By Laurie Burstein
As the 18th largest metropolitan area in the nation, St. Louis is often in the Top 5 or Top 10 in many national rankings, and charitable giving is no exception.
In 2002, a report on giving in the St. Louis region called Private Dollars for Public Good, revealed that St. Louis outpaces national averages in a number of key areas. St. Louis area households, businesses and foundations gave twice as much to human services organizations (such as the United Way of Greater St. Louis) than did the nation's donors, and gave more than three times as much to arts and cultural organizations (such as the Arts and Education Council).
In St. Louis
Corporations give three times
the national average.
Household giving is 15% higher
than the national average.
David Luckes, president and CEO of the Greater St. Louis Community Foundation, says that these numbers hold true in 2008.
"We have a strong culture of charitable giving in St. Louis," Luckes says "Corporations give three times the national average, and that speaks of a deeply engaged corporate community," he says. "And with household giving 15 percent higher than the national average, St. Louis is one of the more generous communities in the nation."
Luckes adds that in addition to having a generous donor community, St. Louis also has an innovative non-profit sector that works closely with the community to operate more effectively, always seeking to improve operations to help more people.
When it comes to the United Way of Greater St. Louis, St. Louis ranks 1st in African-American giving, 5th in women's giving, and 6th in overall United Way campaign giving. That generosity is key to the success of the annual campaign, leaders say.
The United Way
Next month, United Way of Greater St. Louis will announce the goal for the 2008 annual campaign. Last year's campaign was the largest ever, raising $68.8 million for the community. Ninety cents of every dollar donated goes directly to help the people who need United Way's support, making United Way three times more efficient than most nonprofits nationally.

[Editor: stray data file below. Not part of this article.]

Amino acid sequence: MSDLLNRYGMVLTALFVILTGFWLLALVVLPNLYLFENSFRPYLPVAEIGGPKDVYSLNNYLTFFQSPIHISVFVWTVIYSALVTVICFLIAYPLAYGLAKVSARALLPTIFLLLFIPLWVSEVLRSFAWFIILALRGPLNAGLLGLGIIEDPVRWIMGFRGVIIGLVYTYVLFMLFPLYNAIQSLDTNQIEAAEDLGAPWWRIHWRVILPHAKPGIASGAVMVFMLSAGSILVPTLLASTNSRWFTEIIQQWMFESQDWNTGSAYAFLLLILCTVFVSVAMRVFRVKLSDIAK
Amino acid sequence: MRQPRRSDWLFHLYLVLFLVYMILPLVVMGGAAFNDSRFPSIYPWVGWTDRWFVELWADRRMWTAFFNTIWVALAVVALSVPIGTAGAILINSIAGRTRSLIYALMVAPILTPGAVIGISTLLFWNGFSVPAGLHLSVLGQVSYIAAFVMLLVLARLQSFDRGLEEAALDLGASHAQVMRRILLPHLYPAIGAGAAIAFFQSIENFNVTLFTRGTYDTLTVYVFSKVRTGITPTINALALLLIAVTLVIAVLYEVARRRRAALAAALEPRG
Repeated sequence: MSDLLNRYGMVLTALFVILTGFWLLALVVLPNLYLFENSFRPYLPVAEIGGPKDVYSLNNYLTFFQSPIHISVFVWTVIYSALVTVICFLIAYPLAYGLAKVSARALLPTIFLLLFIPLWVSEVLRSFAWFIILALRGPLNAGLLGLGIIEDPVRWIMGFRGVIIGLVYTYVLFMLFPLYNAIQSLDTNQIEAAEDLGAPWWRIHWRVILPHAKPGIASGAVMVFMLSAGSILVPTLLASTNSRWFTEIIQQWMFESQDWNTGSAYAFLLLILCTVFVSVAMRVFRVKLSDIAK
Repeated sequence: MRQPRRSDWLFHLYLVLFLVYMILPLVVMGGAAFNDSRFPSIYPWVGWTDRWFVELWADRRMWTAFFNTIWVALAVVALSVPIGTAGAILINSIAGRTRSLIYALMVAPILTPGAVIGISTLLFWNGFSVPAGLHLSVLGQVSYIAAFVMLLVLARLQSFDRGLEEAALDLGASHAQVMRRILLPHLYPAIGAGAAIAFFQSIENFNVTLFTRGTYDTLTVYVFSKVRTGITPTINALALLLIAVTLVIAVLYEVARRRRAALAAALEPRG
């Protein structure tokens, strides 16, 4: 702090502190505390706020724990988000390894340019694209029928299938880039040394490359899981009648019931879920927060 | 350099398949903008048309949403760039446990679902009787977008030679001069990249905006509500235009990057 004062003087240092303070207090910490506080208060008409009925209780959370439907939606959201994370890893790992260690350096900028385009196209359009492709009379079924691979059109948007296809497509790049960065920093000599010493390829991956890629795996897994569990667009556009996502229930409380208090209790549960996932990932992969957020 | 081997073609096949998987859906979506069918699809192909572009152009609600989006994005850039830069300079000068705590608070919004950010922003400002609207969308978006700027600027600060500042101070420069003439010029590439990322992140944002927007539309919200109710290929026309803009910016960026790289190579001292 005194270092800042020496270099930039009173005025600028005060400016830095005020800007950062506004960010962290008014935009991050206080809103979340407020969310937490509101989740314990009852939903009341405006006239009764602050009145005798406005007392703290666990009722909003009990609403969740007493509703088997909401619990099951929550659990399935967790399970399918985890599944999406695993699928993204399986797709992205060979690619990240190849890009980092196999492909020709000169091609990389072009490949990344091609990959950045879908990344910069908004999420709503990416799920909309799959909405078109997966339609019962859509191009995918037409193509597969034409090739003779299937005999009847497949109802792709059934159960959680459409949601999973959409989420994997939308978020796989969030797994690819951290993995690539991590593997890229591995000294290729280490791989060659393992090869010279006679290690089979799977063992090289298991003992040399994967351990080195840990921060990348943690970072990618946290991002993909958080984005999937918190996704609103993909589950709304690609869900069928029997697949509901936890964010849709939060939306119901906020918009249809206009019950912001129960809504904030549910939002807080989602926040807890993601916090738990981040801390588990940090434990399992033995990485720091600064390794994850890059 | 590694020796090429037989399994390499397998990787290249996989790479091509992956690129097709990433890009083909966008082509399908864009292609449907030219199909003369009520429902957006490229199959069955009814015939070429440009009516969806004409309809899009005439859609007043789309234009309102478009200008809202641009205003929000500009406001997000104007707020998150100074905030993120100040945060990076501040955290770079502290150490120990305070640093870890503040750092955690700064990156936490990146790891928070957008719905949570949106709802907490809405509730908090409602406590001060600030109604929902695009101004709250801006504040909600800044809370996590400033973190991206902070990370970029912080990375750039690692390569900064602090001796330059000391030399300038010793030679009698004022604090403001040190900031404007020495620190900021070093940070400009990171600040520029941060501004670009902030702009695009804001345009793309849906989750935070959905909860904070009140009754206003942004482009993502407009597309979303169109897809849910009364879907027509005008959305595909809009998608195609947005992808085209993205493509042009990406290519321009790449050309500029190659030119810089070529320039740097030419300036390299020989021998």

For the United Way of Greater St. Louis
St. Louis ranks 1st in African-American
giving, 5th in women's
giving and 6th overall
in United Way
90 cents of every
dollar donated goes directly to help the people
who need United Way's support.
About 65% of the annual campaign is raised through
The campaign goal will be announced on August 13th by campaign co-chairs Doug Albrecht, chairman of Bodley Group and former chairman, CEO and president of Centric Group and Andy Taylor, chairman and CEO of Enterprise Rent-A-Car. The campaign will begin September 3rd and run through the end of October.
Each year, about 65 percent of the annual campaign is raised through workplace campaigns. Companies interested in running a new workplace giving campaign can contact Michael Broadhurst at email@example.com, or (314) 539-4114.
"United Way's annual campaign is important to the health and well-being of our community, and to the families and individuals who make their homes here," said Gary Dollar, president and CEO of United Way of Greater St. Louis.
"The 188 agencies we fund and the one million people they help rely on the great generosity of the St. Louis region. The annual campaign is how the community comes together to take care of one another, and we are excited to help make that a reality again this year," Dollar adds.
As this year's United Way Campaign co-chair, Enterprise CEO Andy Taylor says, "For nearly 25 years, my family, our company and our employees have supported the tremendous efforts of the United Way of Greater
St. Louis. One out of three people in our community are helped in some way by agencies funded by the United Way, and I am proud to be co-chairing this year's campaign to support the vital work the organization does in the St. Louis region."
Enterprise employees, the Enterprise Rent-A-Car Foundation, and the Taylor family have contributed a total of more than $4 million dollars to the United Way of Greater St. Louis over the past 25 years. Each year, the company runs an active campaign with events to raise money along with an employee pledge drive. Enterprises' Foundation matches 50 percent of the amount raised through employee giving.
Co-chair Doug Albrecht says, "I have tremendous respect for the work United Way does in this community. I have seen how United Way helps change lives for the better, and with Andy and me working together on this year's campaign, I cannot think of a better way to volunteer my time."